Study Joseph Campbell and his legacy. If you don’t know Campbell’s work, suffice to say he spent a lifetime immersed in world mythology and identifying the core elements that universally connect to the human psyche. For a look at how this feeds into modern storytelling, check out The Writer’s Journey, by Christopher Vogler. This book takes Campbell’s classic, The Hero With A Thousand Faces, extracts the core elements that underlie countless myths and fables from around the world and throughout the human timeline, and shows how they work together to form a kind of master storyteller’s template that nevertheless remains endlessly malleable.

Study Shakespeare. If ever there was a writer for all time, William Shakespeare has to be the one. There’s a good reason his plays can so readily be adapted to and reimagined for periods and places far beyond their origins: The depth and breadth of his understanding of the human heart is unsurpassed.

With story in hand, your reach is longer than you think.

And so, it must follow, is your grasp.

[Photo by dullhunk]

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The doubts must cross everyone’s mind at some point:

This is just too much. I’m getting nowhere. Why bother continuing this ongoing exercise in masochism? It’ll only be more of the same. Why not pack it in and give this up.

Certainly it crossed reader FZA’s mind recently, when he posted this in the comments:

“Can I ask a delicate question? Do you agree that there is a concept that at a certain stage in somebody’s life, if you haven’t made it then you simply don’t have ‘it’?”

I do, yes. It’s that stage of life when you’re declared clinically dead.

Until then, the game is still on.

Of Course, It’s Easy To Say That

It’s easy for me, for anyone, to say don’t give up. Easy to say hang in there. Easy to quote Joseph Campbell’s “follow your bliss” line. That’s the easiest thing in the world. As David J. Schow once said somewhere, “Talk is cheap. Hell, talk is free.”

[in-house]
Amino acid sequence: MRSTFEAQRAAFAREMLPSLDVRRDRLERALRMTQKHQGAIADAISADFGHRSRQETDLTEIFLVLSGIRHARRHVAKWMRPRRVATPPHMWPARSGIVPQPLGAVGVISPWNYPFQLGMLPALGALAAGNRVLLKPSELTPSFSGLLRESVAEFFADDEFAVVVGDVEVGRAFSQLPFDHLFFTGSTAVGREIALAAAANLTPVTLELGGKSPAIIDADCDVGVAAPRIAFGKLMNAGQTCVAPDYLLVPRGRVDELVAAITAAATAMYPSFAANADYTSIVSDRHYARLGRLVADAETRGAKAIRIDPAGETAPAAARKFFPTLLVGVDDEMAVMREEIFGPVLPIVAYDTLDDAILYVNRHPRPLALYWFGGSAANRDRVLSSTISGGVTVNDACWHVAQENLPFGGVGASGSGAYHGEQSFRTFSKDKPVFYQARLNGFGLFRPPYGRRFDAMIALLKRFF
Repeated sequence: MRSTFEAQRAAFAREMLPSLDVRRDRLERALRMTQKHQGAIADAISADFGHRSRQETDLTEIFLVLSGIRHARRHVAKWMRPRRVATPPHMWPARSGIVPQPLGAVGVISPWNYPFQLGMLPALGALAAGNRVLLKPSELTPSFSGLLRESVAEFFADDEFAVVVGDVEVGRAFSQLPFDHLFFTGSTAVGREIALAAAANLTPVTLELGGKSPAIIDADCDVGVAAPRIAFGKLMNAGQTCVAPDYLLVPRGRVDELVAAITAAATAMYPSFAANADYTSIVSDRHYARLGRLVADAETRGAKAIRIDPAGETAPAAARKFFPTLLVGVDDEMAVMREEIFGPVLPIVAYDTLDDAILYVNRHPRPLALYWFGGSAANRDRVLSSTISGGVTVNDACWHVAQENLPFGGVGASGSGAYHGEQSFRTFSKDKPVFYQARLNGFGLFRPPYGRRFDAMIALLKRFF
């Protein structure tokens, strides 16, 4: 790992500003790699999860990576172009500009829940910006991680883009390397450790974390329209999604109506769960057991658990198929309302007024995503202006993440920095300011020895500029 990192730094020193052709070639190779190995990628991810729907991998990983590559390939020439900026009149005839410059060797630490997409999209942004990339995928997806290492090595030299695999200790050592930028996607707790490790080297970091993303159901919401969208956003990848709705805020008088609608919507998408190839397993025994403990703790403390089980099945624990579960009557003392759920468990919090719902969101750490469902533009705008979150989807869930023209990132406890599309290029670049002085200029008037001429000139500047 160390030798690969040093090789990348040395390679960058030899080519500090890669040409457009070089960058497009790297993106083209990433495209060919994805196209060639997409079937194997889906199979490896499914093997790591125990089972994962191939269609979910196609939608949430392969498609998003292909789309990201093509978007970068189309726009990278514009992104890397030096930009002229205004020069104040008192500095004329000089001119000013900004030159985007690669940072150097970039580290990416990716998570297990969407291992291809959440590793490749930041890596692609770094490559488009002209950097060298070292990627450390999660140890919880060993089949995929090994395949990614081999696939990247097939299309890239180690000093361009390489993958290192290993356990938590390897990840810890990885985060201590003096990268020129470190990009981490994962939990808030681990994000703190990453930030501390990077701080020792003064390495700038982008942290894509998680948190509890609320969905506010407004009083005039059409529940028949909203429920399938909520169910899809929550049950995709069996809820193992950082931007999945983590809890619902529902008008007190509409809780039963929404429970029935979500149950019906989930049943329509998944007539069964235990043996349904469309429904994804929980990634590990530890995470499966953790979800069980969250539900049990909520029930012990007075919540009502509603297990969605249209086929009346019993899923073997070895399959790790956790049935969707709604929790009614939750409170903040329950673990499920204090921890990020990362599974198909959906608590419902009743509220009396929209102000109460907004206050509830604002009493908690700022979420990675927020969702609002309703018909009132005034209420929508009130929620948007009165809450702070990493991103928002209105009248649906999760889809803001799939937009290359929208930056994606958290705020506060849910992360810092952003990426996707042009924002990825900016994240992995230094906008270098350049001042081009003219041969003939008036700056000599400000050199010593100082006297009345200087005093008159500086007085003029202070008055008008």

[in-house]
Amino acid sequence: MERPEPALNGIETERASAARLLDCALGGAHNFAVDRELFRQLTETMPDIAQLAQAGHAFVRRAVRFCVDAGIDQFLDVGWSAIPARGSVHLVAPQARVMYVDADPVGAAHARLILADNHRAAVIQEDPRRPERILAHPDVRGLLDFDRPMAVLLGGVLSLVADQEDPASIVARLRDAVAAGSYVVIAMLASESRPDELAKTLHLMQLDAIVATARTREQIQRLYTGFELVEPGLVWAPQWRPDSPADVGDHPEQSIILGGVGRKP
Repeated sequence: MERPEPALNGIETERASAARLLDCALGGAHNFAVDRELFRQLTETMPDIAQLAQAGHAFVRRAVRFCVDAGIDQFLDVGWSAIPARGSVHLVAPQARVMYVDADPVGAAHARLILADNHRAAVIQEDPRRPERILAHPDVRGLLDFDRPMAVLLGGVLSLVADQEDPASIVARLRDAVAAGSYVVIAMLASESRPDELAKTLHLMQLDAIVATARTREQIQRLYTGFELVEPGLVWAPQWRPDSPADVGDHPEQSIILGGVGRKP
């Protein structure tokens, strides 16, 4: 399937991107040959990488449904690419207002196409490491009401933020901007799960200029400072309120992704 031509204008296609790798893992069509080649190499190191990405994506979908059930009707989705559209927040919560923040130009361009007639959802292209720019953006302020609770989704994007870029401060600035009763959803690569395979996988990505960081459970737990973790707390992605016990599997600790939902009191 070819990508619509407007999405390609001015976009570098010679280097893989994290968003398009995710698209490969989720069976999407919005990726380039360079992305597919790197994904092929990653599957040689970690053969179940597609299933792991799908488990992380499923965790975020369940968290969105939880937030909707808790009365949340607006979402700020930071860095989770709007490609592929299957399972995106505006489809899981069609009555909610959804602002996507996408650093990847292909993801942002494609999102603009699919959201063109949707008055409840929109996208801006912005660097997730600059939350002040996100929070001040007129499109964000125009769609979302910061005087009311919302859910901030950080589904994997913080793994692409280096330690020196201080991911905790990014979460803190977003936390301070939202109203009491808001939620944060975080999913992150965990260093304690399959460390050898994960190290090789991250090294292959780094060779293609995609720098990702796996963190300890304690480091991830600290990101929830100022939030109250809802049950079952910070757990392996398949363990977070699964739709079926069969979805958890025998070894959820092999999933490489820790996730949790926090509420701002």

Doing, and enduring … that’s the hard part.

That’s the part that takes more than a skill set. It also takes defiance, and a tolerance for pain and disappointment, and the willingness to keep getting up after getting knocked down. It takes a long-term vision and commitment and belief in yourself. Most of which have come up in the last couple of posts.

But there’s a threshold where all those natural resources start to feel tapped out. There’s a point at which the pain of contemplating “It hasn’t happened yet” outweighs the pleasure of anticipating “But it might.” I’m not going to deny that.

But it’s not for me, for anyone, to tell a person when they’ve reached that stage. I’m just not in the habit of telling people to surrender. With the possible exception of that neighbor who fancies himself a singer, and hauls his guitar out onto his deck to serenade whoever’s in earshot, and never at a good time. Him, yeah, I’d consider squashing that dream like a rotten peach.

For everybody else…

Only you can say when you’ve hit the wall.

But before you finish sorting that out, be sure you’ll be making a truly informed decision.

The Myth Of “It”

As synchronicity would have it, a couple days before the above question was posted, I finished a book I’d recommend to anyone engaged in this kind of soul-searching: Talent Is Overrated, by Geoff Colvin. It’s undoubtedly going to make my 2012 list of the 5 most useful books I’ve read during the year. It’s influenced the way I approach practicing the piano, and I can already tell a difference.

The core premise is this: Whatever “it” you think there is to have, at least in the sense of some innate quality you were born with, “it” doesn’t exist. No research study has ever found a basis for inborn talent.

Rather, whatever “it” is, it’s been grown over a long time through an enormous amount of focused effort. “Deliberate practice” is Colvin’s term for it. Which means not merely sticking to your comfort zone and doing what already comes fairly easily — that’s just hanging out on a plateau, without climbing higher. It means, instead, working on what doesn’t come easily, on what’s hard. Which automatically means it’s not much fun. And unless you can be brutally honest and realistic with yourself, informed feedback is usually a necessary part of the process.